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Letters from Rifka

Letters from Rifka


Letters from Rifka

évaluations:
4/5 (6 évaluations)
Longueur:
125 pages
2 heures
Sortie:
Jan 6, 2009
ISBN:
9781466801325
Format:
Livre

Description

From Newbery media winner Karen Hesse comes an unforgettable story of an immigrant family's journey to America.

"America," the girl repeated. "What will you do there?"
I was silent for a little time.
"I will do everything there," I answered.

Rifka knows nothing about America when she flees from Russia with her family in 1919. But she dreams that in the new country she will at last be safe from the Russian soldiers and their harsh treatment of the Jews. Throughout her journey, Rifka carries with her a cherished volume of poetry by Alexander Pushkin. In it, she records her observations and experiences in the form of letters to Tovah, the beloved cousin she has left behind.

Strong-hearted and determined, Rifka must endure a great deal: humiliating examinations by doctors and soldiers, deadly typhus, separation from all she has ever known and loved, murderous storms at sea, detainment on Ellis Island--and is if this is not enough, the loss of her glorious golden hair.

Based on a true story from the author's family, Letters from Rifka presents a real-life heroine with an uncommon courage and unsinkable spirit.

Sortie:
Jan 6, 2009
ISBN:
9781466801325
Format:
Livre

À propos de l'auteur

Karen Hesse is the author of many books for young people, including Out of the Dust, winner of the Newbery Medal, Letters from Rifka, Brooklyn Bridge, Phoenix Rising, Sable and Lavender. In addition to the Newbery, she has received honors including the Scott O’Dell Historical Fiction Award, the MacArthur Fellowship “Genius” Award and the Christopher Award, and was nominated for a National Jewish Book Award. Born in Baltimore, Hesse graduated from the University of Maryland. She and her husband Randy live in Vermont.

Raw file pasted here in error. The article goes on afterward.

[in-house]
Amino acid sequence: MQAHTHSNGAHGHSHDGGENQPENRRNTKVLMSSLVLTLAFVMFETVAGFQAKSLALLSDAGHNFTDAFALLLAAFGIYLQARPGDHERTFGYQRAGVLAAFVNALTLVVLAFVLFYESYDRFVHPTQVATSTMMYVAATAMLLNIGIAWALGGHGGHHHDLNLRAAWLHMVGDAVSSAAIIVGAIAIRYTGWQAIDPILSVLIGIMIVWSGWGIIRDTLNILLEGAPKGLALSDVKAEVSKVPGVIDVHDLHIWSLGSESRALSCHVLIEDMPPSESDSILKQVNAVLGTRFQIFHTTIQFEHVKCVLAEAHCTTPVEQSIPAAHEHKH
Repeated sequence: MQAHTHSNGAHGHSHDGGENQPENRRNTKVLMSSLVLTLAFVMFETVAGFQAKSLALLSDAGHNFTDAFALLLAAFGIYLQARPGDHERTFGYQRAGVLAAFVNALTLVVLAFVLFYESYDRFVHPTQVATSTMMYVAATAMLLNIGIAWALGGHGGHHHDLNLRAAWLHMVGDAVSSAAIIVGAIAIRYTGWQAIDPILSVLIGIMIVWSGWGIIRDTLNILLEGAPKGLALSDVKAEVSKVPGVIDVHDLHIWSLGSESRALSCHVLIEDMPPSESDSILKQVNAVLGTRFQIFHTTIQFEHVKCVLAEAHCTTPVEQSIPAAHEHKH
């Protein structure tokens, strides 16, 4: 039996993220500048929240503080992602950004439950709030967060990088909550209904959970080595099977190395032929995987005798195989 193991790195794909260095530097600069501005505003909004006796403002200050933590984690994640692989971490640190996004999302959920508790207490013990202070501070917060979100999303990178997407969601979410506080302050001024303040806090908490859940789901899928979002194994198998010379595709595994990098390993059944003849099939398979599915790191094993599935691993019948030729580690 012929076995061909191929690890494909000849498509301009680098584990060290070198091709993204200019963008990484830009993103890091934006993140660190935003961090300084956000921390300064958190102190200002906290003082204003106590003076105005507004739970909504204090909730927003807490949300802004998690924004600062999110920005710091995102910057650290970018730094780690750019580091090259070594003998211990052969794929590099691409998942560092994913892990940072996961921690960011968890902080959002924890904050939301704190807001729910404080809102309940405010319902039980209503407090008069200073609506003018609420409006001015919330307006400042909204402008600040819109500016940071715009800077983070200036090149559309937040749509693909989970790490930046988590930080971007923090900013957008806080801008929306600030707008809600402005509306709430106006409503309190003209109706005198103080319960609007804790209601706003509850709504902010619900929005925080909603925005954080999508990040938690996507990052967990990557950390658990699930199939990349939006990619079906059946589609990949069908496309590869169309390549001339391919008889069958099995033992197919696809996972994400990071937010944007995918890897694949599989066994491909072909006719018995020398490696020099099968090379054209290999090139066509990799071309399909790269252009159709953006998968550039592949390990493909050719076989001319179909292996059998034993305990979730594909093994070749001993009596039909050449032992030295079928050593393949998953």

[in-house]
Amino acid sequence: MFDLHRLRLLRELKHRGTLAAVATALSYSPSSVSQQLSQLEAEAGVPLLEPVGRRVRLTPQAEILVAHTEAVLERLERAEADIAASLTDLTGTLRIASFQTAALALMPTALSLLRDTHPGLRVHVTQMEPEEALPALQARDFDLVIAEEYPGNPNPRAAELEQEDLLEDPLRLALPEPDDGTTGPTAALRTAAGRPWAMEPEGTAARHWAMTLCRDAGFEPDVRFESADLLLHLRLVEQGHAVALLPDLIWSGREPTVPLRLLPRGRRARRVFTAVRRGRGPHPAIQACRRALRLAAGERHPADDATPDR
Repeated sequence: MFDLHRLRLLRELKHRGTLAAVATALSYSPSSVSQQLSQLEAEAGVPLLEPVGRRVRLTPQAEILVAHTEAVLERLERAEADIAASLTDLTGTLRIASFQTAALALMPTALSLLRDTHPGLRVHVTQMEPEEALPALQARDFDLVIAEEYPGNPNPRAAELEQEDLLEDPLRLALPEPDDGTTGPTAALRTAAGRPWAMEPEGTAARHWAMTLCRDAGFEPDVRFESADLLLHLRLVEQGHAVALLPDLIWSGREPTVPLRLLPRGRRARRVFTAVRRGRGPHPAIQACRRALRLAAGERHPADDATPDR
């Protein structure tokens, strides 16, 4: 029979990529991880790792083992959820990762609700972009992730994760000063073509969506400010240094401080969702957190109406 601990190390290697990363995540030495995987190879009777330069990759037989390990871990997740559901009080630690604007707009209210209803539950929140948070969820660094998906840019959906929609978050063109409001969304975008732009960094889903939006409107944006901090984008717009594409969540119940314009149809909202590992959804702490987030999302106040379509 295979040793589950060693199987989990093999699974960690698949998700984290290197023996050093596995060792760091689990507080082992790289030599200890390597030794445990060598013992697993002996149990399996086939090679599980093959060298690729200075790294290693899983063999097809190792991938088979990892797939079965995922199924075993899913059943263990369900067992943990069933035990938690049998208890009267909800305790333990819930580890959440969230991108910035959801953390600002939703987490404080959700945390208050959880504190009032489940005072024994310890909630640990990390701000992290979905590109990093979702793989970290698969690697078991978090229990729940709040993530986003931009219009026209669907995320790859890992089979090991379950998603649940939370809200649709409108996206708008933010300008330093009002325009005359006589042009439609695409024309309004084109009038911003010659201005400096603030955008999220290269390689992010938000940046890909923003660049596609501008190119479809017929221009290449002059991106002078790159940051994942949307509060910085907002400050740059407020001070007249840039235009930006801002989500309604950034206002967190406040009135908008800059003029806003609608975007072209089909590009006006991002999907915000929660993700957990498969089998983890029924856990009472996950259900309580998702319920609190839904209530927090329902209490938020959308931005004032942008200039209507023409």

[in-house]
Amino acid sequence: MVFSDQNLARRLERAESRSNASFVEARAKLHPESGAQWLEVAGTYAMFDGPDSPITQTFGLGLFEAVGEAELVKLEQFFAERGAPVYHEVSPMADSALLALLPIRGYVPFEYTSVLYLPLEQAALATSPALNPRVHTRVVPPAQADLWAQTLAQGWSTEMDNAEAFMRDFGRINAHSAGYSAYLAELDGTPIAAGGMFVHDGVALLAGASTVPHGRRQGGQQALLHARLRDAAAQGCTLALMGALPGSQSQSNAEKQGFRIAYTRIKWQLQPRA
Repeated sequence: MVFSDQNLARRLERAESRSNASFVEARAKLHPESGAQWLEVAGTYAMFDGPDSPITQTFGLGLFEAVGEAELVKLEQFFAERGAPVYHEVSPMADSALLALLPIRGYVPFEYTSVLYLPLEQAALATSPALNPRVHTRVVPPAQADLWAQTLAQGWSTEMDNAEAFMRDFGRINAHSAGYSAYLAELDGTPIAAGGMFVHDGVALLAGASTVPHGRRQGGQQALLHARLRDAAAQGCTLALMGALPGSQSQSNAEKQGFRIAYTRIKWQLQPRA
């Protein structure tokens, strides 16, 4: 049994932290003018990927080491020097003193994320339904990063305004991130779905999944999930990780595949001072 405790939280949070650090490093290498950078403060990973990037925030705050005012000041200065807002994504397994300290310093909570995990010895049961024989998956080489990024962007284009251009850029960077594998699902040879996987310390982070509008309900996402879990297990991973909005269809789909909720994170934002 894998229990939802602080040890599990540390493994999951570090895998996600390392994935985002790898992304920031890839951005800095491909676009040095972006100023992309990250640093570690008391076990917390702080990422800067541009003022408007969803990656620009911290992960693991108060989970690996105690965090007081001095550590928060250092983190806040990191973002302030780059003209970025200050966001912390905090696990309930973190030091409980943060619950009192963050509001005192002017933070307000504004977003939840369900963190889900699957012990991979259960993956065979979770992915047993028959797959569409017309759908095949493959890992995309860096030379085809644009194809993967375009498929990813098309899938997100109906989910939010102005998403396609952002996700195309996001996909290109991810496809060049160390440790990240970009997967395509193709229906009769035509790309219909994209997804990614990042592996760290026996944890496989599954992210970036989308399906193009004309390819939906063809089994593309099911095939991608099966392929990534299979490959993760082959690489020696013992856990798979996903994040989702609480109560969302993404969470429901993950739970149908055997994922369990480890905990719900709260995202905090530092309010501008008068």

Aperçu du livre

Letters from Rifka - Karen Hesse

Table of Contents

Title Page

Acknowledgments

Author’s Note

Historical Note

Copyright Page

Acknowledgments

The author wishes to acknowledge the assistance of the following people, whose counsel and expertise contributed to the body and soul of this work: Applied Graphics; Lucille Avrutin; Betsey Bonin and the Book Cellar; Eileen Christelow; Esther Evenson; Beverly Fischel; Ethel Gelfand; Randy, Kate, and Rachel Hesse; Sandra King and the Brooks Memorial Library; Randy, Ronny, and Marni Letzler; Fran Levin; Robert MacLean; Bernice Millman; Liza Ketchum Murrow; Cynthia Nau and the Moore Free Library; Howard Sacks; Arlyn Sharpe; Society of Children’s Book Writers/ Newfane chapter—in particular, Winifred Bruce Luhrmann, Cynthia Stowe, Michael Waite, and Nancy Hope Wilson; Starr Library at Middlebury College; Vermont Southeast Regional Library: Amy Howlett, Gwendolyn Jennings, Joan Knight, Deborah Tewksbury, and Sophia Wessel; and Kevin Weiler.